Concepts & Trends

Planning Theories

How does planning theory differ from the practice of planning? What is the major difference between public planning and private planning? List and discuss three theoretical approaches to the process of planning. Which approach do you feel is most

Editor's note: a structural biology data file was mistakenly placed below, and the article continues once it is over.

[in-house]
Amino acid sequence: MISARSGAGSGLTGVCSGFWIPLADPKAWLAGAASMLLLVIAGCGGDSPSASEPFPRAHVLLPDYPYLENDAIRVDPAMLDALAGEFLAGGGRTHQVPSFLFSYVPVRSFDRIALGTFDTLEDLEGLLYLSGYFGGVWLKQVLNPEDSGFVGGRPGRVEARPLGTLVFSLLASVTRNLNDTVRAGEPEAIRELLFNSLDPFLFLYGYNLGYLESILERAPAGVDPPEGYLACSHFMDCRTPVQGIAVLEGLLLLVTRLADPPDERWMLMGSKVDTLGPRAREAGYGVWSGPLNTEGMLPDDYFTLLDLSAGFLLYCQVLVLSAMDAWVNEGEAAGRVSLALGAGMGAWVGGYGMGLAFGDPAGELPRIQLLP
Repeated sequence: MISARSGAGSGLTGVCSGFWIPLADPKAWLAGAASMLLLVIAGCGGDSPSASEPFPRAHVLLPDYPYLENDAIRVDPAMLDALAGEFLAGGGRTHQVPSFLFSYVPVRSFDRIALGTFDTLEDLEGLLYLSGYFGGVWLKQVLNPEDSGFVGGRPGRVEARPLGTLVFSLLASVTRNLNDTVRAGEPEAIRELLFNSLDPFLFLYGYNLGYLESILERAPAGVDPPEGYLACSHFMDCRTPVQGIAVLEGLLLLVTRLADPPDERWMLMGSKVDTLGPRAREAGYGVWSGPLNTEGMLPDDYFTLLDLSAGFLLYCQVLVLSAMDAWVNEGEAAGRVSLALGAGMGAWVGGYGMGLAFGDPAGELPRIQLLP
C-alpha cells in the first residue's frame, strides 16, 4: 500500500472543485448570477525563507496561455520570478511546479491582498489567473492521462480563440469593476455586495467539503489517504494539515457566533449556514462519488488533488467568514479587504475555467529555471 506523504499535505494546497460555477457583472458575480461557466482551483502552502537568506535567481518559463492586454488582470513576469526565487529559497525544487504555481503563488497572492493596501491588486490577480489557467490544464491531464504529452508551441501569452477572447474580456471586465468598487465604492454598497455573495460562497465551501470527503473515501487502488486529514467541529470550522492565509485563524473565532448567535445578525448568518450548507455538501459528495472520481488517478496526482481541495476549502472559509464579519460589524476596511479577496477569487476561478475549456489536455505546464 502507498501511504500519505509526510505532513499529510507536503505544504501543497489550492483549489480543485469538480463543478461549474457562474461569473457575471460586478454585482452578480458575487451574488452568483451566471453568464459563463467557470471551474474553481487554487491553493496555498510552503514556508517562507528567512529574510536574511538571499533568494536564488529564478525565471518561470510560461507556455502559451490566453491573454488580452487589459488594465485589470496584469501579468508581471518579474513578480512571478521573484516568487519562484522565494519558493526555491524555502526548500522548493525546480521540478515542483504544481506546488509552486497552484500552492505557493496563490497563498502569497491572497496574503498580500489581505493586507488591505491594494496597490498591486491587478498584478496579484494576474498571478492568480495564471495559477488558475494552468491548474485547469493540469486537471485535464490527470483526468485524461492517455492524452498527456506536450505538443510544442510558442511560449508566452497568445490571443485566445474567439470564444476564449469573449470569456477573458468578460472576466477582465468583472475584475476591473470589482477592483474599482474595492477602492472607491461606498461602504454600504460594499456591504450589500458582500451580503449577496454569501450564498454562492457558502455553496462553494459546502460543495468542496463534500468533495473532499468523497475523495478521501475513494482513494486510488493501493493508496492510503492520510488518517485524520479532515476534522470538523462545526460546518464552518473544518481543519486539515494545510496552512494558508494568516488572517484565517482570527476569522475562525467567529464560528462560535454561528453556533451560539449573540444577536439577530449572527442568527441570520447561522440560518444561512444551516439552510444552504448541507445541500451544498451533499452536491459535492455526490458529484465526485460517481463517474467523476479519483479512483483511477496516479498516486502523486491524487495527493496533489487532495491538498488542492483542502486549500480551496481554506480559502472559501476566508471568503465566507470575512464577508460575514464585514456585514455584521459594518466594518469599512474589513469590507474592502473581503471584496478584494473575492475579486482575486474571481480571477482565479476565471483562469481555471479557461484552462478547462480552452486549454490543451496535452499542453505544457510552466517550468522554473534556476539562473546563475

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  Planning Theories How does planning theory differ from the practice of planning? What is the major difference  between public planning and private planning? List and discuss three theoretical approaches to the process of planning. Which approach do you feel is most effective for urban planners? Why? Respond to at least two of your classmates’ postings. ANSWER 01 There is always a difference between theory and action. n urban development! this becomes the difference between planning theory and the practice of planning. The difference between these two things is that "theory is developed and tested on the basis of the e#perience ac$uired in  practice!% &Levy! '()*+ while "the e#perience of practice is li,ely to ma,e the theoretician  better!% &Levy! '(*+. n other words! theory is thin,ing about what to plan and practice is the actual act of planning. These two concepts hold a symbiotic relationship since one cannot  properly e#ist without the there.There is also a difference between public and private planning! a seemingly obvious one. -ublic  planning is used to satisfy many different ends! many different people while private planning is done to satisfy one end or a small group of end. The main difference in this is simply the number of people that need to be considered when planning and what these people are loo,ing to accomplish in the project.While there are different approaches to planning! there are three that will be addressed here the rational model/ disjointed incrementalism/ and middle0range models.The first approach! which of the rational model! ta,es one end of the spectrum on planning. This end means to "ma,e the planning process as rational and systematic as possible!% &Levy! '(*+. n this model of planning has eight main steps define the problem/ clarify values/ select goals/ formulate alternative plans or programs/ forecast the conse$uences of the alternatives developed in the previous step/ evaluate and select one or more courses of action/ develop detailed plans for implementing the alternative selected/ and review and evaluate. 1s can be seen! this model relies heavily on speculation and review. There isn’t as much of an emphasis on action and moving forward. This is one of the numerous criticism s of the model.2n the other end of the spectrum from the rational model is the disjointed incrementalism model.This model relies on achieving agreement on goals! not the constant evaluation of the goals decide upon. This is seen as "the most practical route!% &Levy! '()*+. n this model the planners  ,eep moving forward with the decisions. The only time this is not good is "the situation in whicha decision to move in a new direction must be made!% &Levy! '()*+. 1t other times! this model relies upon past e#periences and ,nowing "what wor,s% in order to move forward! but not loo,ing at new alternatives that may be better. 1 third model is the middle range models. These models are in the middle of the spectrum!  between the rational model and the disjointed incramentalism. The model mi#es the views and  practices of the first two models. t "avoids e#cessive commitment to precedent and past e#perience inherent in the incremental model . . . and is far more feasible than a doctrinaire rational model approach!% &Lev! '()*+. This model is probably the one that most planners use! even if they don’t reali3e it. This plan is the compromise that most people would naturally gravitate towards in order to gain the best of both e#tremes. thin, that the middle range model is the best one to utili3e when loo,ing at urban development  planning. 1s  stated earlier! this model allows the planner to choose the better of both the other two models. 4sing this model! the planner is able to loo, at what will wor, for him and then act upon it. ReferenceLevy! 5ohn 6. &'()*+. 7ontemporary 4rban -lanning. &)( th  ed.+. 4pper 8addle River! 95 -earson -rentice Hall -ress. ANSWER 02  The theory of planning is the set of ideas and principles of why the eld exists, how it can or should be carried out, the reasons for it and the actors involved in the process. Planning theory is science or methodology used as the practitioner goes about the practice of planning. The actual practice is putting the ideas, principles and methodology to work to complete planning tasks. Clearly, the two concepts are symbiotic because practice should typically be done based on theory, which is further developed or expanded upon by the outcomes of practice and lessons learned through practice. Practice gives life to theory and theory guides practice. The dierence between public planning and private planning is reminiscent of the dierence between business administrationmanagement and public administration in that public planning is a department of public  administration and therefore is expected to be in the best interest of the general public and to serve non!partisan factions by operating in terms of the greater good for the masses. Public planning is challenging in its service to many masters and sub"ection to public knowledge, rules and scrutiny. Private planning may serve multiple partiesfactions, but they are on a much smaller more protected scale. Private planning is not sub"ect to the regulations of the public or the same level of consideration of a greater good for non!partisan #ohn $ #oan %. Public, rather to the established decision makers that have the nal say so or the authority, such as a C&' or () in a private company or even a corporation with limited stakeholders. The four planning theories are the *ational )odel, +ncrementalism, )iddle!*ange )odels, and Collaborative *ationality. The *ational )odel is a lengthy process that involves up to eight steps that dene the problem, clarify the values, determine goals, alternative solutions,predict problems, decide on action, plan and evaluate the action. The benet it of this plan is that it attempts to cover all possible goals, solutions and outcomes and it allows for revisiting previous steps if one goes awry. owever, the model is time consuming and every variation dictates a return to s-uare one to reinvent the wheel./ This theory is best served by new situationsproblems for which there is no past experience or success and for situations of ample resources and time. +ncrementalism asserts that values cannot be fully claried at outset. This theory concentrates on achieving goals and compromising. +ncrementalism reaches an acceptable solution, not necessarily the optimal solution. This theory argues for a short list of solutions on which to focus and ad"ust or ne!tune incrementally. This theory is best when there is no large amount of past experience to work from, when resources and time are less plentiful. +t is not advocated when going in a new direction is imperative because innovation needs a basis to build and experience would be a better teacher in this situation. This is a theory for risk taking. The theory of )iddle *ange )ixed 0canning combines elements of the rational model and the incremental model in that it allows for a shortened, big picture scan of the issue, pulls out the key issues that re-uire more detailed review and then allows for a more time to review those threats 1partof 02'T3.  2hile + believe dierent circumstance could best be approached using dierent theories, the theory that + believe best suites the public urban planner is the collaborative rationality theory. This theory is more recent, which says it is more suitable to the current times. +t re-uires acknowledgment of diversity, interdependence and authentic dialogue. This theory is indicative of the diversity of our population, the interdependence isa model for how the greater good for the masses operates in that solutions should be as mutually benecial to as many as is possible4 and the authentic dialogue includes the values, interests and opinions of all involved. This theory doesn5t look to one best plan, rather to a plan that is representative of the compromise of all parties. 6evy, ). 1789:3. Contemporary urban planning  198 th  ed.3 ;pper 0addle *iver, <#= Pearson &ducation, +nc.